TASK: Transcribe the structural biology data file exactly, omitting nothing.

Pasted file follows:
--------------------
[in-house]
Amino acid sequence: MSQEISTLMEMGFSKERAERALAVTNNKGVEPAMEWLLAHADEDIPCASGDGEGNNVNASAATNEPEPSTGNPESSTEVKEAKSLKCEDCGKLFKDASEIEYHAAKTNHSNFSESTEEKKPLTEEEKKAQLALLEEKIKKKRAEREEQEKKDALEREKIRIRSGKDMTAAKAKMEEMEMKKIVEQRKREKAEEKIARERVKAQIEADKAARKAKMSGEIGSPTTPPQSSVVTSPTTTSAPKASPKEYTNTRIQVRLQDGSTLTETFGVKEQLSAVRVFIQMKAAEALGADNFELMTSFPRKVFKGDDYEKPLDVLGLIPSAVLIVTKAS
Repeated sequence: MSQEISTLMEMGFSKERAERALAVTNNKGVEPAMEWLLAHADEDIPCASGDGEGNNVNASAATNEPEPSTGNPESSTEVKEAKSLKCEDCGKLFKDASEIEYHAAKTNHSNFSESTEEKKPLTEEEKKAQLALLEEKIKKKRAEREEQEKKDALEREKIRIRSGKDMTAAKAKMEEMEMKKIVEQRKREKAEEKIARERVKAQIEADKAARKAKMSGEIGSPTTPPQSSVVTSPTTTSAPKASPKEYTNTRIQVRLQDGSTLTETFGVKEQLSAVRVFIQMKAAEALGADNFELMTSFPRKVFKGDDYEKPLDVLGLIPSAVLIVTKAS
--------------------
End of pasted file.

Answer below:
[in-house]
Amino acid sequence: MSQEISTLMEMGFSKERAERALAVTNNKGVEPAMEWLLAHADEDIPCASGDGEGNNVNASAATNEPEPSTGNPESSTEVKEAKSLKCEDCGKLFKDASEIEYHAAKTNHSNFSESTEEKKPLTEEEKKAQLALLEEKIKKKRAEREEQEKKDALEREKIRIRSGKDMTAAKAKMEEMEMKKIVEQRKREKAEEKIARERVKAQIEADKAARKAKMSGEIGSPTTPPQSSVVTSPTTTSAPKASPKEYTNTRIQVRLQDGSTLTETFGVKEQLSAVRVFIQMKAAEALGADNFELMTSFPRKVFKGDDYEKPLDVLGLIPSAVLIVTKAS
Repeated sequence: MSQEISTLMEMGFSKERAERALAVTNNKGVEPAMEWLLAHADEDIPCASGDGEGNNVNASAATNEPEPSTGNPESSTEVKEAKSLKCEDCGKLFKDASEIEYHAAKTNHSNFSESTEEKKPLTEEEKKAQLALLEEKIKKKRAEREEQEKKDALEREKIRIRSGKDMTAAKAKMEEMEMKKIVEQRKREKAEEKIARERVKAQIEADKAARKAKMSGEIGSPTTPPQSSVVTSPTTTSAPKASPKEYTNTRIQVRLQDGSTLTETFGVKEQLSAVRVFIQMKAAEALGADNFELMTSFPRKVFKGDDYEKPLDVLGLIPSAVLIVTKAS